The following report is published courtesy of: JCKonline
Overall, the colored stone market has “held up” considering the economy. The top and low ends have maintained their integrity, but the middle sector has felt a crunch, according to Richard Drucker, president of GemWorld International.
During his Top Colored Gemstones seminar, Drucker qualified his market observations: “Many colored stone prices are holding, they’re just not selling, especially in the middle market. Price points that are selling well are under $1,200 and over $5,000 to $6,000.”
Topping Drucker’s best-buy list is blue sapphire. Prices for heated stones of good and top quality have held. Commercial-quality goods, however, have softened in price by 5 to 10 percent, while prices for large stones are strong, up 10 to 15 percent over last year.
Emeralds have been making a comeback over the last six to eight years, and production is good in Colombia and Zambia. Controversies over polymer fillers such as Permasafe linger, but many dealers disbelieve claims and assume that most emeralds are treated with oil, Drucker said.
Tourmaline is another good buy, and Drucker noted that Nigerian rubellite is plentiful. This affordable red tourmaline has become a hot seller because of higher clarity. Blue zircon, a less-expensive alternative to blue sapphire, is another strong seller. Zircon overall remains popular with retailers.
Spinel also is popular with retailers, and most colors, except red, are plentiful. Because it’s still largely unknown, many consumers believe spinel is a new product.
Many retail buyers have been exploring unusual pearl products such as petal, wing, soufflé, and baroque pearls. But “beadless” pearls, which recently entered the market, have sparked nomenclature issues. Chinese-freshwater-pearl producers are using small pearls as nucleus inserts, which makes the pearls appear natural. As a result, labs have difficulty labeling the product.
Supplies of various qualities of Tahitian pearls will soon enter the market. A quasi-government group that exported only finer goods was disbanded. The group’s export policies forced many Tahitian pearl farms to close, hurting production.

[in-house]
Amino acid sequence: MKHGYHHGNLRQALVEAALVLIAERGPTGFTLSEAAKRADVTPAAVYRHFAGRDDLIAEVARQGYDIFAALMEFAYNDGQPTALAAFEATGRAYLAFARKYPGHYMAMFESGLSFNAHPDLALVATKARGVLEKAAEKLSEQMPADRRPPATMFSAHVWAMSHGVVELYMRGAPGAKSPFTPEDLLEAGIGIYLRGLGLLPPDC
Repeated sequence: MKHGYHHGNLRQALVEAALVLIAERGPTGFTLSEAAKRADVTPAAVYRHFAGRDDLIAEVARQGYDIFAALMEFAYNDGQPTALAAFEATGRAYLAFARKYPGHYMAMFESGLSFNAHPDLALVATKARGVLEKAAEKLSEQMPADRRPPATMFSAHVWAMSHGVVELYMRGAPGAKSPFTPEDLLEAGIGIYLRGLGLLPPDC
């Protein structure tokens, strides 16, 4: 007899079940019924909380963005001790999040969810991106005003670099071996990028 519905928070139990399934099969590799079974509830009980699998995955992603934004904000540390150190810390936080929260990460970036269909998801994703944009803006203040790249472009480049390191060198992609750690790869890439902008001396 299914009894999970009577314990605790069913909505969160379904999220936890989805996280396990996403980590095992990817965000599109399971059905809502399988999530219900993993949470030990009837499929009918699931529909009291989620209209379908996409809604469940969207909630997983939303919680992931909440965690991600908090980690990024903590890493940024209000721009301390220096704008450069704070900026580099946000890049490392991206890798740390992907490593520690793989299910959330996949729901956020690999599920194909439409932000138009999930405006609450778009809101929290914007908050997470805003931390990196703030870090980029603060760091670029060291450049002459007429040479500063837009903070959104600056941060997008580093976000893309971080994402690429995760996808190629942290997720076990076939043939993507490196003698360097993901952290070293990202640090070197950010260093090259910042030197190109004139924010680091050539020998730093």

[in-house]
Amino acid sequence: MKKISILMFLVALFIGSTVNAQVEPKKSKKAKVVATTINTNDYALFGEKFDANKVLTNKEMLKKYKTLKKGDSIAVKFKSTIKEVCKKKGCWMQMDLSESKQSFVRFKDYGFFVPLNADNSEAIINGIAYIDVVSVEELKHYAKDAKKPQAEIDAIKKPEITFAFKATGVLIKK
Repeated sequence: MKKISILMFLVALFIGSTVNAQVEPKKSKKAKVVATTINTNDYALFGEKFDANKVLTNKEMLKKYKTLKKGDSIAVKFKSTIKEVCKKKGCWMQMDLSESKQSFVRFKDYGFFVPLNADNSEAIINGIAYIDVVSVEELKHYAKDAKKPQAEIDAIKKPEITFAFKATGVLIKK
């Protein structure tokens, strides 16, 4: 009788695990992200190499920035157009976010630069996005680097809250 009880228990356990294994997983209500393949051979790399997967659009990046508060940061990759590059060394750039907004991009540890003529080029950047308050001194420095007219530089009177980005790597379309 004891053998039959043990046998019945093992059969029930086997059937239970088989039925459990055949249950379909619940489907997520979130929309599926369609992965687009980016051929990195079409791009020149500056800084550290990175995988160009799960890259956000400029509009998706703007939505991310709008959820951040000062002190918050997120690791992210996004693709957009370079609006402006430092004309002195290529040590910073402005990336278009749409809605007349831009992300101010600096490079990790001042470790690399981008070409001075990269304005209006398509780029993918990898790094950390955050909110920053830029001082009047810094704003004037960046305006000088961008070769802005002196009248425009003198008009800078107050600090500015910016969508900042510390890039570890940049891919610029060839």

In other pearl news the University of Florida is producing cultured conch pearls.
Drucker said demand for pink sapphire has dropped 30 to 35 percent. Yellow sapphire demand has also waned, but not in India. “There’s big demand in India for yellow sapphires—even beryllium-treated material,” Drucker said.
Ruby is the subject of major controversies, including the ongoing storm over lead-glass-filled ruby; bloody anti-government demonstrations in Bangkok, Thailand, that have all but stopped gem trading there; and the ban on Burma rubies, which will be intact for the “foreseeable future” according to Drucker.
Because of the Burma ban, China is emerging as a source for ruby. Mozambique and Madagascar remain strong sources, but ruby production has stopped in Tanzania (Winza).
Drucker concluded with a discussion of the future of gem treatments. Many coatings are being used to improve the appearance and color depth of tanzanite. Diamond coatings are also being widely used. Minnesota-based Azotic has over 2,000 coating colors, and California-based Serenity is also producing coatings.
Drucker also discussed the growing number of synthetics, new treatments, and improved older treatments such as HPHT (high pressure, high temperature) and oiling, which are growing more sophisticated. He called the situation an epidemic in the industry. “The future is happening now,” he said. “We have to deal with this as an industry moving forward.”
Author: Paul Holewa